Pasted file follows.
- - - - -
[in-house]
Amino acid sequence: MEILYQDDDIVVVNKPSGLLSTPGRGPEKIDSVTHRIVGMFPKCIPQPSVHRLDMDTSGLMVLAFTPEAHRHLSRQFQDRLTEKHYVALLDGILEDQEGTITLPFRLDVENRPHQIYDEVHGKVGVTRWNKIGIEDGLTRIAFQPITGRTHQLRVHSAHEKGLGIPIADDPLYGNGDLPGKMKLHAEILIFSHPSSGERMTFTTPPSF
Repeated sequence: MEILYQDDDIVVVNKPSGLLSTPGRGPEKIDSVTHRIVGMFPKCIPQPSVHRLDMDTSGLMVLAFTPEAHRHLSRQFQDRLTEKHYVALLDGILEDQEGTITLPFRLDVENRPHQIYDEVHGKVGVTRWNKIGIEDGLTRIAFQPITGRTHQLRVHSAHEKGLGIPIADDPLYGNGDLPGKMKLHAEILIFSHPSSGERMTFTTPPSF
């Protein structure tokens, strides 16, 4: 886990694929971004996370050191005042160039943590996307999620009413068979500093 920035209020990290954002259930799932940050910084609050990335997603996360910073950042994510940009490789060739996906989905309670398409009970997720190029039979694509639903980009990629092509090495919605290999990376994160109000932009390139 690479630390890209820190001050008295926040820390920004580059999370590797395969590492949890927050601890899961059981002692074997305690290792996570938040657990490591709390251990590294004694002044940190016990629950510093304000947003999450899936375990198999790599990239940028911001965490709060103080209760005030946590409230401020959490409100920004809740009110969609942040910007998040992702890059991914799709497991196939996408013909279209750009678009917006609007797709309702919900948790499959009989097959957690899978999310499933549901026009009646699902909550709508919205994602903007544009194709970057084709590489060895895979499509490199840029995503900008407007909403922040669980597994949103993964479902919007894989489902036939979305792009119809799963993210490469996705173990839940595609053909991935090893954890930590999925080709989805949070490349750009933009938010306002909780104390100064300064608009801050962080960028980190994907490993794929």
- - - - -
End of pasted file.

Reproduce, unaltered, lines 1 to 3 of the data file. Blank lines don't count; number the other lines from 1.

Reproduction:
[in-house]
Amino acid sequence: MEILYQDDDIVVVNKPSGLLSTPGRGPEKIDSVTHRIVGMFPKCIPQPSVHRLDMDTSGLMVLAFTPEAHRHLSRQFQDRLTEKHYVALLDGILEDQEGTITLPFRLDVENRPHQIYDEVHGKVGVTRWNKIGIEDGLTRIAFQPITGRTHQLRVHSAHEKGLGIPIADDPLYGNGDLPGKMKLHAEILIFSHPSSGERMTFTTPPSF
Repeated sequence: MEILYQDDDIVVVNKPSGLLSTPGRGPEKIDSVTHRIVGMFPKCIPQPSVHRLDMDTSGLMVLAFTPEAHRHLSRQFQDRLTEKHYVALLDGILEDQEGTITLPFRLDVENRPHQIYDEVHGKVGVTRWNKIGIEDGLTRIAFQPITGRTHQLRVHSAHEKGLGIPIADDPLYGNGDLPGKMKLHAEILIFSHPSSGERMTFTTPPSF